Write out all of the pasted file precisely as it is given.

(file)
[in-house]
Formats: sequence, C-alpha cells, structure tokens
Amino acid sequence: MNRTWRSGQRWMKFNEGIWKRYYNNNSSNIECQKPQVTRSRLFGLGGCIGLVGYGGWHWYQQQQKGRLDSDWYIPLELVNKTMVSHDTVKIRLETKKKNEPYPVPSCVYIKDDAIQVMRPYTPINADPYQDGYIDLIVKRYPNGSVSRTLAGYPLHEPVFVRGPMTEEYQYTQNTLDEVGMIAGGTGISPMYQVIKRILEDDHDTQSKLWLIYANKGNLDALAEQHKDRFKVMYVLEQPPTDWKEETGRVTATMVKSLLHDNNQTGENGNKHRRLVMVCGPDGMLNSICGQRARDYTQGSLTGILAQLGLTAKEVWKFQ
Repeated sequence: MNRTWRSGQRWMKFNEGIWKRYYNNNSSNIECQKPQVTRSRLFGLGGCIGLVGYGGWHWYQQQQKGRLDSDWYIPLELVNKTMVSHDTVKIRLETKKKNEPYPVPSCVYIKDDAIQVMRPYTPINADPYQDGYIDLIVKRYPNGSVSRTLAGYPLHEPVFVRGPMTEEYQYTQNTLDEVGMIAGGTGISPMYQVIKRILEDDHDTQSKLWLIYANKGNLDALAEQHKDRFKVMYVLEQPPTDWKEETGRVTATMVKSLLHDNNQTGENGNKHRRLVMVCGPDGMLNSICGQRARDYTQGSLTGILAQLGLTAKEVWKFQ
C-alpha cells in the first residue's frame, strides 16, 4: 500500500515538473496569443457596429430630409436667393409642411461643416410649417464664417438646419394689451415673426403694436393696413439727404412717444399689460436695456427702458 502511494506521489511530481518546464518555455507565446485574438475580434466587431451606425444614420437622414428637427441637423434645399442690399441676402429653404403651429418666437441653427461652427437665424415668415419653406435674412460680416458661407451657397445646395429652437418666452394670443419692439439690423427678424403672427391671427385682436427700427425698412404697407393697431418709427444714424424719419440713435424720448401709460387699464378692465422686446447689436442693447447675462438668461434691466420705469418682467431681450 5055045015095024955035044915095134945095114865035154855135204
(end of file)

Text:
[in-house]
Formats: sequence, C-alpha cells, structure tokens
Amino acid sequence: MNRTWRSGQRWMKFNEGIWKRYYNNNSSNIECQKPQVTRSRLFGLGGCIGLVGYGGWHWYQQQQKGRLDSDWYIPLELVNKTMVSHDTVKIRLETKKKNEPYPVPSCVYIKDDAIQVMRPYTPINADPYQDGYIDLIVKRYPNGSVSRTLAGYPLHEPVFVRGPMTEEYQYTQNTLDEVGMIAGGTGISPMYQVIKRILEDDHDTQSKLWLIYANKGNLDALAEQHKDRFKVMYVLEQPPTDWKEETGRVTATMVKSLLHDNNQTGENGNKHRRLVMVCGPDGMLNSICGQRARDYTQGSLTGILAQLGLTAKEVWKFQ
Repeated sequence: MNRTWRSGQRWMKFNEGIWKRYYNNNSSNIECQKPQVTRSRLFGLGGCIGLVGYGGWHWYQQQQKGRLDSDWYIPLELVNKTMVSHDTVKIRLETKKKNEPYPVPSCVYIKDDAIQVMRPYTPINADPYQDGYIDLIVKRYPNGSVSRTLAGYPLHEPVFVRGPMTEEYQYTQNTLDEVGMIAGGTGISPMYQVIKRILEDDHDTQSKLWLIYANKGNLDALAEQHKDRFKVMYVLEQPPTDWKEETGRVTATMVKSLLHDNNQTGENGNKHRRLVMVCGPDGMLNSICGQRARDYTQGSLTGILAQLGLTAKEVWKFQ
C-alpha cells in the first residue's frame, strides 16, 4: 500500500515538473496569443457596429430630409436667393409642411461643416410649417464664417438646419394689451415673426403694436393696413439727404412717444399689460436695456427702458 502511494506521489511530481518546464518555455507565446485574438475580434466587431451606425444614420437622414428637427441637423434645399442690399441676402429653404403651429418666437441653427461652427437665424415668415419653406435674412460680416458661407451657397445646395429652437418666452394670443419692439439690423427678424403672427391671427385682436427700427425698412404697407393697431418709427444714424424719419440713435424720448401709460387699464378692465422686446447689436442693447447675462438668461434691466420705469418682467431681450 5055045015095024955035044915095134945095114865035154855135204